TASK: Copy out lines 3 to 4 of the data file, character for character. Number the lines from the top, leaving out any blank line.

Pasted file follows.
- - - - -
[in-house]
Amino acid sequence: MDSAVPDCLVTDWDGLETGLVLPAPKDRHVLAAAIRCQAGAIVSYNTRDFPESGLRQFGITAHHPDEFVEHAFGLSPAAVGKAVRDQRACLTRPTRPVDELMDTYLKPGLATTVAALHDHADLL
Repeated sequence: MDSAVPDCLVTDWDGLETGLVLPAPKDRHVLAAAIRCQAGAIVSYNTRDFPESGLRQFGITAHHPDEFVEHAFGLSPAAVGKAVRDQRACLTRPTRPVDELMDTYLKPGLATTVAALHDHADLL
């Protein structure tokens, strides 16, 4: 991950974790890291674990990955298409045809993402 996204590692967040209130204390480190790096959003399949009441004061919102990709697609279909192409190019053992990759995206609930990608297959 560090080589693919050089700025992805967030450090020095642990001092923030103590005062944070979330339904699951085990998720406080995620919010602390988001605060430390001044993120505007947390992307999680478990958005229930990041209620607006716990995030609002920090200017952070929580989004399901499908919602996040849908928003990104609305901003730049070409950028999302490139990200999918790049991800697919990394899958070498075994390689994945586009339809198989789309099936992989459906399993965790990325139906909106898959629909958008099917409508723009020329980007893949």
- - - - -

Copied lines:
Repeated sequence: MDSAVPDCLVTDWDGLETGLVLPAPKDRHVLAAAIRCQAGAIVSYNTRDFPESGLRQFGITAHHPDEFVEHAFGLSPAAVGKAVRDQRACLTRPTRPVDELMDTYLKPGLATTVAALHDHADLL
């Protein structure tokens, strides 16, 4: 991950974790890291674990990955298409045809993402 996204590692967040209130204390480190790096959003399949009441004061919102990709697609279909192409190019053992990759995206609930990608297959 560090080589693919050089700025992805967030450090020095642990001092923030103590005062944070979330339904699951085990998720406080995620919010602390988001605060430390001044993120505007947390992307999680478990958005229930990041209620607006716990995030609002920090200017952070929580989004399901499908919602996040849908928003990104609305901003730049070409950028999302490139990200999918790049991800697919990394899958070498075994390689994945586009339809198989789309099936992989459906399993965790990325139906909106898959629909958008099917409508723009020329980007893949």